You’ll also do battle against the T-850, which is the infiltrator model of the T-800, covered in human flesh, and wields a far more powerful Plasma Rifle. The T-850 can also absorb a great deal of punishment (with more and more of its exterior suffering damage as the fight goes on), retreats behind cover and out of range, and even throws pipebombs at you from a distance. Eventually, you’re left to finish it off by yourself, which can be a daunting battle but it’s also ridiculously easy to trick it into going around in circles around parts of the environment. Later in the game, you’ll be stuck in a narrow corridor with only a few pillars for cover and trapped in the burning remains of the Resistance base but, in both cases, you’ll have access to far more powerful weapons to make short work of the T-850.
A persistent threat in many of the game’s missions is the iconic HK-Aerial; similar to when you first encounter the T-800, at first all you can do is hide when this flies overhead and you can only bring them down when you get your hands on a rocket launcher and the game’s more powerful plasma weapons. One of the standout boss battles is against the titanic HK-Tank; though completely stationary, it will unleash a barrage of plasma shots at you if it spots you and you’re forced to desperately run around the ruins of the environment, grabbing rockets and stunning it with shots to its head to score a damaging blow at its exposed generator. It’s quite a harrowing battle, made all the more tense by waves of different machines that distract you from your main objective.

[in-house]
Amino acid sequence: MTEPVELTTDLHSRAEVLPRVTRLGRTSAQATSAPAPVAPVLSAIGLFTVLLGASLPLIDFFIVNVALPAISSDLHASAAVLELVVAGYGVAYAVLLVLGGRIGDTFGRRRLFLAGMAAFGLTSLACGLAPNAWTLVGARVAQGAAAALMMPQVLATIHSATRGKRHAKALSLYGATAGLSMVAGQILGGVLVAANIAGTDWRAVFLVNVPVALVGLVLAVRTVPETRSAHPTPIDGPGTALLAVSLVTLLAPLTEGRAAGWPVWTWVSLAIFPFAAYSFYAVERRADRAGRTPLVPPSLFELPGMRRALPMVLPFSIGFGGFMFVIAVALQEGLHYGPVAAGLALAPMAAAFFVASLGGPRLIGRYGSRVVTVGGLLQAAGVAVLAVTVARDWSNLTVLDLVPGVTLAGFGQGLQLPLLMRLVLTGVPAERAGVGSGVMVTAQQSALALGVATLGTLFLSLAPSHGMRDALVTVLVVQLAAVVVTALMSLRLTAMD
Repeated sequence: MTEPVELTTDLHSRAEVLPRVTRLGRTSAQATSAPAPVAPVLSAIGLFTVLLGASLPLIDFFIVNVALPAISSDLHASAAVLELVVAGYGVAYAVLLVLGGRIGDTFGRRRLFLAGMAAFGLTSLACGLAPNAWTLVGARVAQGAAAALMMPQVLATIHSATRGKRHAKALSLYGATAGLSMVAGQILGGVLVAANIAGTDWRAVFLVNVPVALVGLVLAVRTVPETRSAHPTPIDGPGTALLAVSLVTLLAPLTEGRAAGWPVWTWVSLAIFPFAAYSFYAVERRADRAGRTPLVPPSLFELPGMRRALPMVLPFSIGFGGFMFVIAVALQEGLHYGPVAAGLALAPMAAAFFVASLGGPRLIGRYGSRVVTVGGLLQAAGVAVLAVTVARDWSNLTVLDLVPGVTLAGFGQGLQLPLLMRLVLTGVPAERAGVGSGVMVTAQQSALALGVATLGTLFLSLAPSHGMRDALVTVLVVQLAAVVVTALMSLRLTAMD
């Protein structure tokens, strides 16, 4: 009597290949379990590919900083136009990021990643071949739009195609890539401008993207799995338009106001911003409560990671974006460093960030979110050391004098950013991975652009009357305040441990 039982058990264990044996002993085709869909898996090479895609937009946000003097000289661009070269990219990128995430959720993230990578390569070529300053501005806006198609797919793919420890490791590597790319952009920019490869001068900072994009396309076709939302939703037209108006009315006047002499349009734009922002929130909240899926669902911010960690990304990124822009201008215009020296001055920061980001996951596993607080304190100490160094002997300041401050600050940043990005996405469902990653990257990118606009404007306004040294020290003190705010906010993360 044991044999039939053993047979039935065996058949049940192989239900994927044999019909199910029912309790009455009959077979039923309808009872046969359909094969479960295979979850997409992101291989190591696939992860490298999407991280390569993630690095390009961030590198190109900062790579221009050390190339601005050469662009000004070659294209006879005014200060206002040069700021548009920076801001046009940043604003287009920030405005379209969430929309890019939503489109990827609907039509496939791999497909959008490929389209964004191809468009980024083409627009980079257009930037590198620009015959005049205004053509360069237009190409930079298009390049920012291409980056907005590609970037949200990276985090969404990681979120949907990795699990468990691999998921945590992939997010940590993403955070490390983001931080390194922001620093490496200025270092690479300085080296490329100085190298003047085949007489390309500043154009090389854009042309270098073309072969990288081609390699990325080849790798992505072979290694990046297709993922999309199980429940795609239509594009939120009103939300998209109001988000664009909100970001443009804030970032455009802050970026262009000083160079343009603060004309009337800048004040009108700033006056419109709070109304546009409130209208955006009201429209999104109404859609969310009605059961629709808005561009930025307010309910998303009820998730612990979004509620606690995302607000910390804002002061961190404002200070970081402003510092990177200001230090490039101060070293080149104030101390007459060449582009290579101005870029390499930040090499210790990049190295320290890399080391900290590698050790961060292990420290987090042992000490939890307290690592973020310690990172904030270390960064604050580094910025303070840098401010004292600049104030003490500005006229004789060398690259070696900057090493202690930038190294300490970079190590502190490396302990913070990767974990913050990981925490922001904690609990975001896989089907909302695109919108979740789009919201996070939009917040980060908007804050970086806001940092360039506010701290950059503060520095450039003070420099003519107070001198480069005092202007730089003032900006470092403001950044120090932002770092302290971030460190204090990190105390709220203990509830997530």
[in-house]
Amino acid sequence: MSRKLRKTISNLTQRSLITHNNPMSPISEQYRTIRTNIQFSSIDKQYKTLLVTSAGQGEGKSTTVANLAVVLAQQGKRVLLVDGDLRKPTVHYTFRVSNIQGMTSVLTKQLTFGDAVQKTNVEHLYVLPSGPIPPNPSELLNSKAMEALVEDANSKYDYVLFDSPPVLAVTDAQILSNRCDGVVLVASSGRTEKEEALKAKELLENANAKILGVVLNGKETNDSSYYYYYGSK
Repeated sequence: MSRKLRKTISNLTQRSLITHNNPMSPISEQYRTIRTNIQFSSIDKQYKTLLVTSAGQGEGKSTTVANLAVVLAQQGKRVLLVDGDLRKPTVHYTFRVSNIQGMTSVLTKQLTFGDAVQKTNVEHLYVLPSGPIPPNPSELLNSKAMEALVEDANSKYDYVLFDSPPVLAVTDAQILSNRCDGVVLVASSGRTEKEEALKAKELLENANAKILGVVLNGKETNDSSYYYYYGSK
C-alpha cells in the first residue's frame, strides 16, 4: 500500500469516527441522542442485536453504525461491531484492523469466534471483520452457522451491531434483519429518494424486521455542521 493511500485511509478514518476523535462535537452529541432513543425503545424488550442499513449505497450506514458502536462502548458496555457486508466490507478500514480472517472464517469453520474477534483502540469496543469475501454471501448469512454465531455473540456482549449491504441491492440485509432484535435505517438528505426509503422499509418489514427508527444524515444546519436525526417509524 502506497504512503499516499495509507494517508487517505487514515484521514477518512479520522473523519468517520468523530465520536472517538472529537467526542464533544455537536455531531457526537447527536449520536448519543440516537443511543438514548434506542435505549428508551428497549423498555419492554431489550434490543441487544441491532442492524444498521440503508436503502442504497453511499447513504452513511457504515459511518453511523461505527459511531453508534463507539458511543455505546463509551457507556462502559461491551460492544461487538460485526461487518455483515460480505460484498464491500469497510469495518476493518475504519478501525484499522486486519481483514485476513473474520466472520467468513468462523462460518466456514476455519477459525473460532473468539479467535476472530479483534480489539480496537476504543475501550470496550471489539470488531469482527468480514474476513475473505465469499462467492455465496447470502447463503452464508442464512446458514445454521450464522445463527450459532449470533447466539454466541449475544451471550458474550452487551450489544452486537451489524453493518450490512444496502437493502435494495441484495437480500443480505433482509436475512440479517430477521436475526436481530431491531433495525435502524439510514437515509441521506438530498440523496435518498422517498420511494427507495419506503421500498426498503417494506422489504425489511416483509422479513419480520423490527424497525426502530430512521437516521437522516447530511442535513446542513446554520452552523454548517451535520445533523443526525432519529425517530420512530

Terminator: Resistance is at its most enjoyable when you’re out in the field trading shots against a variety of metallic machines and the game’s final mission is all about that. Loaded up with the most powerful weapons, with a Resistance-piloted HK-Tank at your back, you’ll blast down every single variant of Skynet’s forces as you help to smash through the defence grid, including T-800s, T-850s, HK-Aerials, and another HK-Tank, all of which are reduced to mere cannon fodder by this point thanks to the weaponry at your disposal and makes for a thrilling conclusion to the game.
Power-Ups and Bonuses:
As you explore the game’s various bleak or ruined environments, you’ll pick up all kinds of junk and other items that can either be used to craft useful resources or traded with other survivors for ammo and weapons. When you destroy machines, you’ll be able to loot them for weapons, ammo, items, and chips; these can be grafted to the Plasma-based weapons to power them up, increasing their fire rate, ammo capacity, handling, and damage output, but must be placed in a specific order so that they actually work.
Weaponry is largely tied to your current level, the progression of the story, and how you unlock upgrades through the skill tree. At first, you’ll have your lead pipe, pistol, shotgun, and rapid fire weapons like the uzi and machine gun but, eventually, you’ll be able to wield a far more powerful Plasma Rifle that will even the odds against T-800s and Skynet’s more powerful machines. A major plot point of the story is the acquisition of the VSB-95 plasma minigun (as seen in the first film) and, while you can eventually wield this beast of a weapon, you can also acquire other plasma-based weapons, such as a sniper rifle-esque gun and more powerful plasma weapons. The most powerful of these don’t require reloaded but will overheat if overused, which adds an extra dimension to combat as you’ll be left vulnerable while waiting for the weapon to cool down but can blast the machines to smithereens in seconds on the flip side.